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09 August 2012


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I simply dont think that attrition for the Syrian regime will be enough. Hafez al-Asad in 1982 used the siege, bombardment and clearing of the old city of Hama as an act of symbolic violence against the Muslim Brotherhood and the sunni population at large. It was localised but now the regime is fighting fires. It needs an act of symbolic brutality. A defeat in detail of the FSA in Aleppo must be carefully calibrated to demonstrate the potential fate of all who oppose the regime with arms without bringing more international opprobrium upon the regime. Discuss...


Martin J

I didn't say anything about attrition. Don't put words in my mouth. I am talking about a massive defeat like Hama that would set the Sunni insurgency back for years. pl


As terrible as what is going on in Aleppo is, this is exactly what militaries are maintained for . . .


Col, it was entirely my own words. Until now the regime has used attrition against the FSA as a tactic to wear the insurgency down. Its not working. Will the defeat in Aleppo be enough to defeat them psychologically? It didn't work in Homs.


Martin J

They do not appear to me to be doing anything of the kind unless you consider killing insurgent jihadis to be "attrition." you may try to define government strategy as "attrition" but it is not. In fact they are trying to be careful NOT to kill or wound sunni civilians. It is the enemy force that they are after. What is your point/ Is it that the government can never win so they might as well surrender now? pl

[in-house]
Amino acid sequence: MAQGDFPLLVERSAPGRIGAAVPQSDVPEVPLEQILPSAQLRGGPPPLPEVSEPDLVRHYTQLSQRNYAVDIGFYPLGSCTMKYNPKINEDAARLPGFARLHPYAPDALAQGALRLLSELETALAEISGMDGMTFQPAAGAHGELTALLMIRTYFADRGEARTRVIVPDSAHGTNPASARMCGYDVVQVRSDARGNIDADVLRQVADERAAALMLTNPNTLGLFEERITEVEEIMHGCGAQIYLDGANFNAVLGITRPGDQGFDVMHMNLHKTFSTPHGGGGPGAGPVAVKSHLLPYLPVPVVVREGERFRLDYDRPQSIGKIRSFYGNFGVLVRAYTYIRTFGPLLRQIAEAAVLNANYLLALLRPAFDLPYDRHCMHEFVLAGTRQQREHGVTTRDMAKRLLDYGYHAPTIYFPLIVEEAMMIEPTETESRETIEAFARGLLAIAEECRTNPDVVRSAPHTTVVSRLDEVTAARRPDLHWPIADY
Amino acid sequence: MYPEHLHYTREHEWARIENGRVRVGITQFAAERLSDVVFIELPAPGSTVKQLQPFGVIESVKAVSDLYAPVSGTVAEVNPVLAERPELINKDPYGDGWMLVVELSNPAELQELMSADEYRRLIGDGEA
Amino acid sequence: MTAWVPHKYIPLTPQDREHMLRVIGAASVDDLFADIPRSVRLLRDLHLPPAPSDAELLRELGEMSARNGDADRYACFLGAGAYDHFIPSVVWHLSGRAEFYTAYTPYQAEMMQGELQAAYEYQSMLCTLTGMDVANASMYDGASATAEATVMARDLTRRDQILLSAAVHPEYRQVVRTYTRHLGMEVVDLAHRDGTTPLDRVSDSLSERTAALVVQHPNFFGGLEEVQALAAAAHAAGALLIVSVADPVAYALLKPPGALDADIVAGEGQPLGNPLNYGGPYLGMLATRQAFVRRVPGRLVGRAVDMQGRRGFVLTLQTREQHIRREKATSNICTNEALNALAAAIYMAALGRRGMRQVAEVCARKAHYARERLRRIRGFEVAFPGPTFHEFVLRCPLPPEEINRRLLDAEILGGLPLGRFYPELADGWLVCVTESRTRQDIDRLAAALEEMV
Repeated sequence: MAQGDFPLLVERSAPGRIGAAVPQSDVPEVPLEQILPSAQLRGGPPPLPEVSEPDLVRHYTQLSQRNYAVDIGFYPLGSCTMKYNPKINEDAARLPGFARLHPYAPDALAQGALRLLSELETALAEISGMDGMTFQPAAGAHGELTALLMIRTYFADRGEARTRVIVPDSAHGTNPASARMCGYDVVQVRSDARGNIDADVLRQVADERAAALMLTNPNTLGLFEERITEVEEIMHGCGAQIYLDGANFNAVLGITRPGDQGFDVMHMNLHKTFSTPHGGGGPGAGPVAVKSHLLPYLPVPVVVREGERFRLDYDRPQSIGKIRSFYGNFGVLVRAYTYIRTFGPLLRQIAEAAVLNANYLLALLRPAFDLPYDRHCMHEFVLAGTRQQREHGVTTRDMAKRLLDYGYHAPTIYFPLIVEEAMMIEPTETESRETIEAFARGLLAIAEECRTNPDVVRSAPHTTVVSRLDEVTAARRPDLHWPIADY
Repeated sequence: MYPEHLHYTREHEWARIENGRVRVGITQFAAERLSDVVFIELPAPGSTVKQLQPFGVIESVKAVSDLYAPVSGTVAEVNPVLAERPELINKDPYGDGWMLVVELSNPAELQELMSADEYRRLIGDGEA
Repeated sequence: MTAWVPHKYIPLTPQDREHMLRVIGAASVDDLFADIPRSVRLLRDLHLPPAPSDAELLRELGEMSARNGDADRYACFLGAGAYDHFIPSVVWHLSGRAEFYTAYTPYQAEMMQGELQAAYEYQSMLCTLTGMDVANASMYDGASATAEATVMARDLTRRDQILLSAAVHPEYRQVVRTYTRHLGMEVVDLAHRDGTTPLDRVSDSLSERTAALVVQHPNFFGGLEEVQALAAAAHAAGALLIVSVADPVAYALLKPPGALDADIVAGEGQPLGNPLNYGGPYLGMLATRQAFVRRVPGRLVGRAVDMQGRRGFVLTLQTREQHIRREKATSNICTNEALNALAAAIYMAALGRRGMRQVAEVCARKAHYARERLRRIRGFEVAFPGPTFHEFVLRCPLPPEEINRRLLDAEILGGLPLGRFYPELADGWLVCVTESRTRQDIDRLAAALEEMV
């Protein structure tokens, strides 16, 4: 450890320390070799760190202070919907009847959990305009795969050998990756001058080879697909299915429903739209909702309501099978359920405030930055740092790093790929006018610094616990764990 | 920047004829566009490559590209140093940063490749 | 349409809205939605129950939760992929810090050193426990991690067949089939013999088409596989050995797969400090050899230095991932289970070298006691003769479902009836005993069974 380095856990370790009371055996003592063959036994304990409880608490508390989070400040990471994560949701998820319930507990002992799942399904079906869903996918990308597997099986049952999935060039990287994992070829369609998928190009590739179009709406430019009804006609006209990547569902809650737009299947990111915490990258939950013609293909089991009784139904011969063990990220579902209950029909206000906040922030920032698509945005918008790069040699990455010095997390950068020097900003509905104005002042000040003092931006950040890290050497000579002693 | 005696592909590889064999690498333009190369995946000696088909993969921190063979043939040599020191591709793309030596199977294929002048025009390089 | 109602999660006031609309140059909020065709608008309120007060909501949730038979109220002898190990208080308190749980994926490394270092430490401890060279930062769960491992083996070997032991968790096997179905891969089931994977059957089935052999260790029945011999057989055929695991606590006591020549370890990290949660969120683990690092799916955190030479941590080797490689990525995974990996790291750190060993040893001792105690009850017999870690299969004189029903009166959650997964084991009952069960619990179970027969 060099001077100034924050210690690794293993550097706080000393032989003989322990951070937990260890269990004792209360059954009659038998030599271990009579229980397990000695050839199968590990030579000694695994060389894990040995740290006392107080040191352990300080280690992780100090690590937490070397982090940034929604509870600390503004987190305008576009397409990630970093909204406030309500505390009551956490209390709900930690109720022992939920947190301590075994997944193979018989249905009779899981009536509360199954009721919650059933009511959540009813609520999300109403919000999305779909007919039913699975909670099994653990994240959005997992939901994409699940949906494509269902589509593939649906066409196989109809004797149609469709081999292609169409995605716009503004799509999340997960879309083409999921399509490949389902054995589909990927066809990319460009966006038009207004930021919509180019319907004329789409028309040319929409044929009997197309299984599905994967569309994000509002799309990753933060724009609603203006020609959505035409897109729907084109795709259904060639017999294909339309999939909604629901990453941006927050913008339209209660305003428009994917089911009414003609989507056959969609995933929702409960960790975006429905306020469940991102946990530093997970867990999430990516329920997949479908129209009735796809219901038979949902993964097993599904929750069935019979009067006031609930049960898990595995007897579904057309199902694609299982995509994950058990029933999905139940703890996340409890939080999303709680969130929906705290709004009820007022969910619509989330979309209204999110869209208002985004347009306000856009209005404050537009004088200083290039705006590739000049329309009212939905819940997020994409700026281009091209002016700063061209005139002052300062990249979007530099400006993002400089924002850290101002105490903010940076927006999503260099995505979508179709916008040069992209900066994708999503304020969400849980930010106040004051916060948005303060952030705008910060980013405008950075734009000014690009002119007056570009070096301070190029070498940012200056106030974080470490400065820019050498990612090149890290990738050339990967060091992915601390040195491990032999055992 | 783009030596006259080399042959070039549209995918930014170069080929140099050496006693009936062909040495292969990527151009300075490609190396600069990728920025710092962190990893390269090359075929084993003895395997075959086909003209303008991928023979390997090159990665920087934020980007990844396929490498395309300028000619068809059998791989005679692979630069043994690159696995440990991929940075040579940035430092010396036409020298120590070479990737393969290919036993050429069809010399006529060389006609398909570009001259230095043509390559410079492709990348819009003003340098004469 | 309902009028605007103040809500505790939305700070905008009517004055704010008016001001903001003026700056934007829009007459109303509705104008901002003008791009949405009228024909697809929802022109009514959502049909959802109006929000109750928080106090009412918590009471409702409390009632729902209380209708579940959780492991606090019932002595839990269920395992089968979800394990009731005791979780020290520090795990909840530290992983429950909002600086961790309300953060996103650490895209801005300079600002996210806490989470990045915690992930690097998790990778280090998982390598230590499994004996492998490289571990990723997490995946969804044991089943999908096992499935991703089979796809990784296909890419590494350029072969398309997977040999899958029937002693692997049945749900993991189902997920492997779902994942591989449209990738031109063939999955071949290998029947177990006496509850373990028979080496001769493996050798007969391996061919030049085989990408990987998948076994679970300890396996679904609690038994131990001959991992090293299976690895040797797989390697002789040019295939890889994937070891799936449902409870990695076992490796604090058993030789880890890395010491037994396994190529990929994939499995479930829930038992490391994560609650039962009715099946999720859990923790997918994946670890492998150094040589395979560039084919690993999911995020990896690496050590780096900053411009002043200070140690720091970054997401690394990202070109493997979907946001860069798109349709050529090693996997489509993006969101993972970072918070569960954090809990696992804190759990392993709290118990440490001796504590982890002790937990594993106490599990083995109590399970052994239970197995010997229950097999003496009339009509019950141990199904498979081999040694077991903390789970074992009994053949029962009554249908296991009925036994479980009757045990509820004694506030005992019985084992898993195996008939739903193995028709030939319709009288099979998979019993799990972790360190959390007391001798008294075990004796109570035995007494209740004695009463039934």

And they are succeeding, which is why Turkey and the USA are getting desperate. Notice today that our senior WH counter terrorism advisor is now talking about "no fly zones." See http://www.reuters.com/article/2012/08/08/syria-usa-idUSL2E8J8CNO20120808

I hope Assad drives all the head-and-hand choppers back into Turkey.



trying to fight the FSA in Damascus, Aleppo, Homs, Hama etc etc is stretching the Syrian military. Surely it is preferable to utterly defeat the FSA in Aleppo in a brutal manner than defeats them psychologically too. In Hama ALL who were in the old city in 1982 were considered combatants ie civilians included. Saddam defeated his insurgencies (1982 and 1991) in a similar manner. My point is: does it make sense for the regime to do the same this time around?

Jose L Campos

Something big must be happening in Syria. The ABC evening news said not a word about it.


Martin J

I did not say a word about defeating them "psychologically." That's your word. Do you have ant military experience or training? What i am talking about is defeat, real defeat, a defeat that puts them into a crippled state from personnel losses, failure of opinion on their behalf among those who woiuld be their friends and sponsorsboth at home and abroad. pl



Martin J wrote off line to tell me of his significant operational and planning experience in the ME. Impressive. NeverthSless, I think he is over estimating the strength of the syrian insurgency. pl


" the enemy can run a "gauntlet of fire" trying to escape." pl

FSA (Fake syrian Army) on the run...